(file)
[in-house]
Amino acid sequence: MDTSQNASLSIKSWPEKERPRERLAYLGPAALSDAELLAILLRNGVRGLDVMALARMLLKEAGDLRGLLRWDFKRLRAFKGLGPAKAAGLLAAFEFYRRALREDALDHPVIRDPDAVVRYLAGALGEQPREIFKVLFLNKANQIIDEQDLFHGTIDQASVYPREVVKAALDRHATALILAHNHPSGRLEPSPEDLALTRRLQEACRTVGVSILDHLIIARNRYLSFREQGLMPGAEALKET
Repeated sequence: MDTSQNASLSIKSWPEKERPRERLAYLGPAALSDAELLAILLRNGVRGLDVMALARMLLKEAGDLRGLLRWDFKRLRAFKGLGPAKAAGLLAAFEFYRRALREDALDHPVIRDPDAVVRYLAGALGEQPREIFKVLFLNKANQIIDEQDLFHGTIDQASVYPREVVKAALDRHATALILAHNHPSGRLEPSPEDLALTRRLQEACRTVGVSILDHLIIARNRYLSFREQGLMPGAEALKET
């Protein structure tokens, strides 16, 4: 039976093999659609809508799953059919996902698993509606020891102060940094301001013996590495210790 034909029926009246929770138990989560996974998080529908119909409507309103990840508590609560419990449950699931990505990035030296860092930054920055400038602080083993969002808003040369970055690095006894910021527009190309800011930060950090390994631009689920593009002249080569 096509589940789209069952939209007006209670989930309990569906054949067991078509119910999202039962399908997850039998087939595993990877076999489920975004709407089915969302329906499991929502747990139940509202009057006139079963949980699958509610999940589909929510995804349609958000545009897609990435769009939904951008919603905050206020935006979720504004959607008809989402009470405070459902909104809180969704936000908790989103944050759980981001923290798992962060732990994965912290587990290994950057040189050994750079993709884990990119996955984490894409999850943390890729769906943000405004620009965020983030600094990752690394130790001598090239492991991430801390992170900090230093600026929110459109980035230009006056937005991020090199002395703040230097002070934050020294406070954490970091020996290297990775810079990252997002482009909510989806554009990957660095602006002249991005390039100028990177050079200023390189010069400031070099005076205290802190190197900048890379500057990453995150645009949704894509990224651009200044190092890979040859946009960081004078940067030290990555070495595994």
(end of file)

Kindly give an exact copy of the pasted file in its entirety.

[in-house]
Amino acid sequence: MDTSQNASLSIKSWPEKERPRERLAYLGPAALSDAELLAILLRNGVRGLDVMALARMLLKEAGDLRGLLRWDFKRLRAFKGLGPAKAAGLLAAFEFYRRALREDALDHPVIRDPDAVVRYLAGALGEQPREIFKVLFLNKANQIIDEQDLFHGTIDQASVYPREVVKAALDRHATALILAHNHPSGRLEPSPEDLALTRRLQEACRTVGVSILDHLIIARNRYLSFREQGLMPGAEALKET
Repeated sequence: MDTSQNASLSIKSWPEKERPRERLAYLGPAALSDAELLAILLRNGVRGLDVMALARMLLKEAGDLRGLLRWDFKRLRAFKGLGPAKAAGLLAAFEFYRRALREDALDHPVIRDPDAVVRYLAGALGEQPREIFKVLFLNKANQIIDEQDLFHGTIDQASVYPREVVKAALDRHATALILAHNHPSGRLEPSPEDLALTRRLQEACRTVGVSILDHLIIARNRYLSFREQGLMPGAEALKET
């Protein structure tokens, strides 16, 4: 039976093999659609809508799953059919996902698993509606020891102060940094301001013996590495210790 034909029926009246929770138990989560996974998080529908119909409507309103990840508590609560419990449950699931990505990035030296860092930054920055400038602080083993969002808003040369970055690095006894910021527009190309800011930060950090390994631009689920593009002249080569 096509589940789209069952939209007006209670989930309990569906054949067991078509119910999202039962399908997850039998087939595993990877076999489920975004709407089915969302329906499991929502747990139940509202009057006139079963949980699958509610999940589909929510995804349609958000545009897609990435769009939904951008919603905050206020935006979720504004959607008809989402009470405070459902909104809180969704936000908790989103944050759980981001923290798992962060732990994965912290587990290994950057040189050994750079993709884990990119996955984490894409999850943390890729769906943000405004620009965020983030600094990752690394130790001598090239492991991430801390992170900090230093600026929110459109980035230009006056937005991020090199002395703040230097002070934050020294406070954490970091020996290297990775810079990252997002482009909510989806554009990957660095602006002249991005390039100028990177050079200023390189010069400031070099005076205290802190190197900048890379500057990453995150645009949704894509990224651009200044190092890979040859946009960081004078940067030290990555070495595994």